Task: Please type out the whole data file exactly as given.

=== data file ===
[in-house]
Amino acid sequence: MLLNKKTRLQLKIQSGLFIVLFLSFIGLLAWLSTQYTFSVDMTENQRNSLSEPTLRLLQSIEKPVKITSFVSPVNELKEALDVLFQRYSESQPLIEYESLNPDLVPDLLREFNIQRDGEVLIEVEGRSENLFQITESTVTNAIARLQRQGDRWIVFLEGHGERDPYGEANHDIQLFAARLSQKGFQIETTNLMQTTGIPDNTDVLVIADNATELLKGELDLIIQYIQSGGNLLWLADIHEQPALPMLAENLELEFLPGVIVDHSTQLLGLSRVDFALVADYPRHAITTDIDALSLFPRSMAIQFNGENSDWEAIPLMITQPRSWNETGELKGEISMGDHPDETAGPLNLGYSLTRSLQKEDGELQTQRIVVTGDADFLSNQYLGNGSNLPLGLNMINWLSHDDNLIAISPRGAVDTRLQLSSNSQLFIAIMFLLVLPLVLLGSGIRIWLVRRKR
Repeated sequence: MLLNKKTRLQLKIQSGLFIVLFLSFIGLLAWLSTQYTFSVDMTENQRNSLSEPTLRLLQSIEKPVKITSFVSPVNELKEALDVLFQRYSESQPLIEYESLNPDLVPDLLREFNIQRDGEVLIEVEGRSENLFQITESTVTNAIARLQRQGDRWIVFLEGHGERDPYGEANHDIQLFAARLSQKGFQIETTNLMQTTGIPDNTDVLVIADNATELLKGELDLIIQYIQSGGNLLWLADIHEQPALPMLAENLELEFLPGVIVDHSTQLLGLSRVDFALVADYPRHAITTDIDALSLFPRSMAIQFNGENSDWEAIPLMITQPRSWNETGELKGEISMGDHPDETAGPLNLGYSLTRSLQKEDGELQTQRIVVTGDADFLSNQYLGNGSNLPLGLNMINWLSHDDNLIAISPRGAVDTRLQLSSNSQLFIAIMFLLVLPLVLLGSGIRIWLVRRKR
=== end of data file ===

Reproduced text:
[in-house]
Amino acid sequence: MLLNKKTRLQLKIQSGLFIVLFLSFIGLLAWLSTQYTFSVDMTENQRNSLSEPTLRLLQSIEKPVKITSFVSPVNELKEALDVLFQRYSESQPLIEYESLNPDLVPDLLREFNIQRDGEVLIEVEGRSENLFQITESTVTNAIARLQRQGDRWIVFLEGHGERDPYGEANHDIQLFAARLSQKGFQIETTNLMQTTGIPDNTDVLVIADNATELLKGELDLIIQYIQSGGNLLWLADIHEQPALPMLAENLELEFLPGVIVDHSTQLLGLSRVDFALVADYPRHAITTDIDALSLFPRSMAIQFNGENSDWEAIPLMITQPRSWNETGELKGEISMGDHPDETAGPLNLGYSLTRSLQKEDGELQTQRIVVTGDADFLSNQYLGNGSNLPLGLNMINWLSHDDNLIAISPRGAVDTRLQLSSNSQLFIAIMFLLVLPLVLLGSGIRIWLVRRKR
Repeated sequence: MLLNKKTRLQLKIQSGLFIVLFLSFIGLLAWLSTQYTFSVDMTENQRNSLSEPTLRLLQSIEKPVKITSFVSPVNELKEALDVLFQRYSESQPLIEYESLNPDLVPDLLREFNIQRDGEVLIEVEGRSENLFQITESTVTNAIARLQRQGDRWIVFLEGHGERDPYGEANHDIQLFAARLSQKGFQIETTNLMQTTGIPDNTDVLVIADNATELLKGELDLIIQYIQSGGNLLWLADIHEQPALPMLAENLELEFLPGVIVDHSTQLLGLSRVDFALVADYPRHAITTDIDALSLFPRSMAIQFNGENSDWEAIPLMITQPRSWNETGELKGEISMGDHPDETAGPLNLGYSLTRSLQKEDGELQTQRIVVTGDADFLSNQYLGNGSNLPLGLNMINWLSHDDNLIAISPRGAVDTRLQLSSNSQLFIAIMFLLVLPLVLLGSGIRIWLVRRKR